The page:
Assembling Your Winning Team
First, assess your work environment and what personality traits are needed for success.
By Craig Phifer, PT, MHA
“This place will never be the same,” my wife said as we stared at our drinks.
A pall hung over our favorite coffee shop, as the best barista we have ever met, Anthony, was saying his goodbyes. Anthony was friendly, positive, loved his work, and was the best kind of goofy. The atmosphere of the room always changed the moment he entered, and soon the coffee shop’s culture reflected his personality. Anthony could make your entire day better in one 30-second conversation, and he passed this trait on to everyone he trained. With each subsequent trip after Anthony’s departure, you could see the culture shifting away from that of a great experience with great coffee to simply great coffee. One by one the other baristas left, and suddenly the coffee was no longer great, either. Our favorite coffee shop was soon barely recognizable, and nine months after Anthony left, it was closed.
Anthony was a superstar employee and the kind of person you dream of having on your team. Team members like Anthony make everyone and everything around them better. In physical therapy, you see this manifest itself in data in several ways—net promotor score, patient retention, and staff engagement and retention. How much of a difference could you make in your community if instead of 10 percent1 of your patients completing care, 50 percent of them did? How much of a difference would that make for your bottom line? Great people make all the difference, and the right team can defy all benchmarks. Here are five steps to ensure you have the right team.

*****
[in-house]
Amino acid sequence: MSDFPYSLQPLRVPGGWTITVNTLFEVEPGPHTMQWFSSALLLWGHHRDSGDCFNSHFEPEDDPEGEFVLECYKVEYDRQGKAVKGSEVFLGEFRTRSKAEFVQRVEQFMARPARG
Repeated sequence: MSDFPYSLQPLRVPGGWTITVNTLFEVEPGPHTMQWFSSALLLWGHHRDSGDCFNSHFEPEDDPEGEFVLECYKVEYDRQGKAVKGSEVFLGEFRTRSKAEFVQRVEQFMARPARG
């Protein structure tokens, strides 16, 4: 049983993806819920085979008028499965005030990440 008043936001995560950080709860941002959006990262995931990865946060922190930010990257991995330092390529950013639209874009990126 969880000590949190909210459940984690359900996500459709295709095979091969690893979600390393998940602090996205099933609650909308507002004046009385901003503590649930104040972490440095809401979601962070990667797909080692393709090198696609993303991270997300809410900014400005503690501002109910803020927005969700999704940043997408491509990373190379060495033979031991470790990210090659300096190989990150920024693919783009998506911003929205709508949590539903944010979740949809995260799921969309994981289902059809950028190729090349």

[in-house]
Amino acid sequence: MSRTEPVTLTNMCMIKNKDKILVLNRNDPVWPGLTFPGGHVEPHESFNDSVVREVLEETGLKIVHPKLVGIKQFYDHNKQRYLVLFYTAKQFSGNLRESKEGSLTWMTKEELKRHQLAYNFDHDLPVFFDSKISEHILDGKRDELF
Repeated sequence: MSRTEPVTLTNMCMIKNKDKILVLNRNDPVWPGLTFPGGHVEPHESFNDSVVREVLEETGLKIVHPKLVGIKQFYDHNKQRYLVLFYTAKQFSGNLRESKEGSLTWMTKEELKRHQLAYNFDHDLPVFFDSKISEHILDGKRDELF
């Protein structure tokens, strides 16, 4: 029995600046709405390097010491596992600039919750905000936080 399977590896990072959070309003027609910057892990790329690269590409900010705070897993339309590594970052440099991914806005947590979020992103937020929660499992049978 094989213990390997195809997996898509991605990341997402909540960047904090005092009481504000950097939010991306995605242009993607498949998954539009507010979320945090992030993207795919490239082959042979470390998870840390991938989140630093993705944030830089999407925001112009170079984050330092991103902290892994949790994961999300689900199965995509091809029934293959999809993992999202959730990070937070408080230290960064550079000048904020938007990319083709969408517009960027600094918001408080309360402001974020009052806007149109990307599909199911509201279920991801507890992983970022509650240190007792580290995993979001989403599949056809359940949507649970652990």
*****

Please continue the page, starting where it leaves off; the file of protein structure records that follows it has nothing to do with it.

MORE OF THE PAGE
1. Culture Assessment
This step requires you to look at your system and be very honest with yourself. Do you have the kind of company where great people want to work? In his book Drive, Daniel Pink teaches us that the biggest motivating factors for people are autonomy, mastery, and purpose.2 If you cannot provide these, you may be able to recruit and hire great people, but you will have a hard time keeping them. If you can provide this type of work environment, you will have the outstanding “problem” of having to choose which top applicant you want to hire. When looking to jumpstart improvements to workplace culture, providing more autonomy can be a great place to start. Set goals with your team instead of for them, give them resources they need, and provide professional freedom, and you will be amazed by what you can achieve.3
2. Top Performer Assessment
Who are your top performers? Why are they thriving? As Laszlo Bock states in his book Work Rules!, “Put your best people under a microscope.” In doing so, you can find out—and replicate—what makes them succeed. You can do this either subjectively or objectively.4 People can succeed in almost any organization with various personality types. In fact, Adam Grant wrote regarding the Myers-Briggs Type Indicator (MBTI) that four letters (the scoring system of the MBTI) do not do justice to anyone’s identity.5 However, there may be specific personality traits that make someone at your organization successful. In fact, Denissen et al.6 have determined that there may not be an ideal personality type for success in all workplaces. Instead, it may be more important that there is a match between the individual’s traits and the job demands.
3. Rubric Development
How will you be able to distinguish between a candidate who has high levels of the trait you are looking for and someone who has moderate levels of it? You must create a rubric in order to objectively identify various levels of traits and compare candidates objectively. This scoring system will also allow you to determine your success rate when you compare it to your key metrics for employee performance. Along with developing your rubric, pay special attention to how you may be able to identify red flags and even yellow flags in the interview process. It is possible you may find a candidate who displays many of the traits you are looking for but carries one trait strongly that may be disastrous within your culture. If you need additional help with rubric development, several universities have outstanding and accessible resources online.